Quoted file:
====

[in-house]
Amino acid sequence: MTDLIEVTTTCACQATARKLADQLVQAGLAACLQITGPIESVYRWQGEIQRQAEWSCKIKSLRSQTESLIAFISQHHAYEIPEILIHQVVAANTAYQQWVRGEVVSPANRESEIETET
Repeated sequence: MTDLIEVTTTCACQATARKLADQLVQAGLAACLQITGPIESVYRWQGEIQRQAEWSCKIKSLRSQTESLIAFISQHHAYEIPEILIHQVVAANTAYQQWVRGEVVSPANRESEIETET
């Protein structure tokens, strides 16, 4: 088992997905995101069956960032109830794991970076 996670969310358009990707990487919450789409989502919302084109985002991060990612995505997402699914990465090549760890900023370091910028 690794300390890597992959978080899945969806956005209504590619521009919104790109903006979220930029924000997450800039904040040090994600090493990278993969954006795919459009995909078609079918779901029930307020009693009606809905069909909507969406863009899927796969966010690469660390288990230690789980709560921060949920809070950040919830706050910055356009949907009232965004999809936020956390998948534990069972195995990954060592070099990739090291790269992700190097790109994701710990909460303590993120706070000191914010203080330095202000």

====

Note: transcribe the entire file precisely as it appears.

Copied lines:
[in-house]
Amino acid sequence: MTDLIEVTTTCACQATARKLADQLVQAGLAACLQITGPIESVYRWQGEIQRQAEWSCKIKSLRSQTESLIAFISQHHAYEIPEILIHQVVAANTAYQQWVRGEVVSPANRESEIETET
Repeated sequence: MTDLIEVTTTCACQATARKLADQLVQAGLAACLQITGPIESVYRWQGEIQRQAEWSCKIKSLRSQTESLIAFISQHHAYEIPEILIHQVVAANTAYQQWVRGEVVSPANRESEIETET
């Protein structure tokens, strides 16, 4: 088992997905995101069956960032109830794991970076 996670969310358009990707990487919450789409989502919302084109985002991060990612995505997402699914990465090549760890900023370091910028 690794300390890597992959978080899945969806956005209504590619521009919104790109903006979220930029924000997450800039904040040090994600090493990278993969954006795919459009995909078609079918779901029930307020009693009606809905069909909507969406863009899927796969966010690469660390288990230690789980709560921060949920809070950040919830706050910055356009949907009232965004999809936020956390998948534990069972195995990954060592070099990739090291790269992700190097790109994701710990909460303590993120706070000191914010203080330095202000």